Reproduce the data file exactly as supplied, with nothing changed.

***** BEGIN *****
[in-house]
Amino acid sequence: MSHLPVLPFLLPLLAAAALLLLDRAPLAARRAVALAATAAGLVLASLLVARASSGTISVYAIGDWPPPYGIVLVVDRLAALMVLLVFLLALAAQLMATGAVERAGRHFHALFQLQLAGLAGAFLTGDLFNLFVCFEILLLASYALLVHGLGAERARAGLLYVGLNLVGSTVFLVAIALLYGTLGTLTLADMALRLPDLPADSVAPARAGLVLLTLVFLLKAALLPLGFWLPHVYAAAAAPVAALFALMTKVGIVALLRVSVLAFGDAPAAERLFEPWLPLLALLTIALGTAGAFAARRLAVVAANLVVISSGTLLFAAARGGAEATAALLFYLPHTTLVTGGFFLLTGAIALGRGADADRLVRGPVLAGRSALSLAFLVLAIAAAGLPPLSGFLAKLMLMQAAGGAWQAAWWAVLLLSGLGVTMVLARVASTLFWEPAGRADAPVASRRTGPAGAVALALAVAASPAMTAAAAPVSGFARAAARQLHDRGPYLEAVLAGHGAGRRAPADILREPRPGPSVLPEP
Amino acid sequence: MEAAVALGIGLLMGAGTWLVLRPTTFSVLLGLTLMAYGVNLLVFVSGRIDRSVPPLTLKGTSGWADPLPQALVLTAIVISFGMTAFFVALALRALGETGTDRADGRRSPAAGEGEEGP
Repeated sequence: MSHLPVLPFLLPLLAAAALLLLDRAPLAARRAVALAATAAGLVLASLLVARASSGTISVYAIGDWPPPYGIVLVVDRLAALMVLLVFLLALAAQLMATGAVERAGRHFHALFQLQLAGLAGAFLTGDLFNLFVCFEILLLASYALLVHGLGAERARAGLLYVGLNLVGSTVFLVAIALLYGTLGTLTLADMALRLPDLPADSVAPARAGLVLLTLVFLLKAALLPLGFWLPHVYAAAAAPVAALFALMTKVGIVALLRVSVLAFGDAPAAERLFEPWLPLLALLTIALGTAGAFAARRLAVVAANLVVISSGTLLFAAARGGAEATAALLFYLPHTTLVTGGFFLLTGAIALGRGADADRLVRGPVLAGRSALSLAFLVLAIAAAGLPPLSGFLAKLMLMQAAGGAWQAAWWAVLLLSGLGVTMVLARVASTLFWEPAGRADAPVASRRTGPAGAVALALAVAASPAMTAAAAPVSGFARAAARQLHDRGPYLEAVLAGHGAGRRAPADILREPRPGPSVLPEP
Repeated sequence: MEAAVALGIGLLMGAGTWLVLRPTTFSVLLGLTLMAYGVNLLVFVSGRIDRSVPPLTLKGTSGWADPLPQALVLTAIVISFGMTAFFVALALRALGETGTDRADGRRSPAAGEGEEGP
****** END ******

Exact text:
[in-house]
Amino acid sequence: MSHLPVLPFLLPLLAAAALLLLDRAPLAARRAVALAATAAGLVLASLLVARASSGTISVYAIGDWPPPYGIVLVVDRLAALMVLLVFLLALAAQLMATGAVERAGRHFHALFQLQLAGLAGAFLTGDLFNLFVCFEILLLASYALLVHGLGAERARAGLLYVGLNLVGSTVFLVAIALLYGTLGTLTLADMALRLPDLPADSVAPARAGLVLLTLVFLLKAALLPLGFWLPHVYAAAAAPVAALFALMTKVGIVALLRVSVLAFGDAPAAERLFEPWLPLLALLTIALGTAGAFAARRLAVVAANLVVISSGTLLFAAARGGAEATAALLFYLPHTTLVTGGFFLLTGAIALGRGADADRLVRGPVLAGRSALSLAFLVLAIAAAGLPPLSGFLAKLMLMQAAGGAWQAAWWAVLLLSGLGVTMVLARVASTLFWEPAGRADAPVASRRTGPAGAVALALAVAASPAMTAAAAPVSGFARAAARQLHDRGPYLEAVLAGHGAGRRAPADILREPRPGPSVLPEP
Amino acid sequence: MEAAVALGIGLLMGAGTWLVLRPTTFSVLLGLTLMAYGVNLLVFVSGRIDRSVPPLTLKGTSGWADPLPQALVLTAIVISFGMTAFFVALALRALGETGTDRADGRRSPAAGEGEEGP
Repeated sequence: MSHLPVLPFLLPLLAAAALLLLDRAPLAARRAVALAATAAGLVLASLLVARASSGTISVYAIGDWPPPYGIVLVVDRLAALMVLLVFLLALAAQLMATGAVERAGRHFHALFQLQLAGLAGAFLTGDLFNLFVCFEILLLASYALLVHGLGAERARAGLLYVGLNLVGSTVFLVAIALLYGTLGTLTLADMALRLPDLPADSVAPARAGLVLLTLVFLLKAALLPLGFWLPHVYAAAAAPVAALFALMTKVGIVALLRVSVLAFGDAPAAERLFEPWLPLLALLTIALGTAGAFAARRLAVVAANLVVISSGTLLFAAARGGAEATAALLFYLPHTTLVTGGFFLLTGAIALGRGADADRLVRGPVLAGRSALSLAFLVLAIAAAGLPPLSGFLAKLMLMQAAGGAWQAAWWAVLLLSGLGVTMVLARVASTLFWEPAGRADAPVASRRTGPAGAVALALAVAASPAMTAAAAPVSGFARAAARQLHDRGPYLEAVLAGHGAGRRAPADILREPRPGPSVLPEP
Repeated sequence: MEAAVALGIGLLMGAGTWLVLRPTTFSVLLGLTLMAYGVNLLVFVSGRIDRSVPPLTLKGTSGWADPLPQALVLTAIVISFGMTAFFVALALRALGETGTDRADGRRSPAAGEGEEGP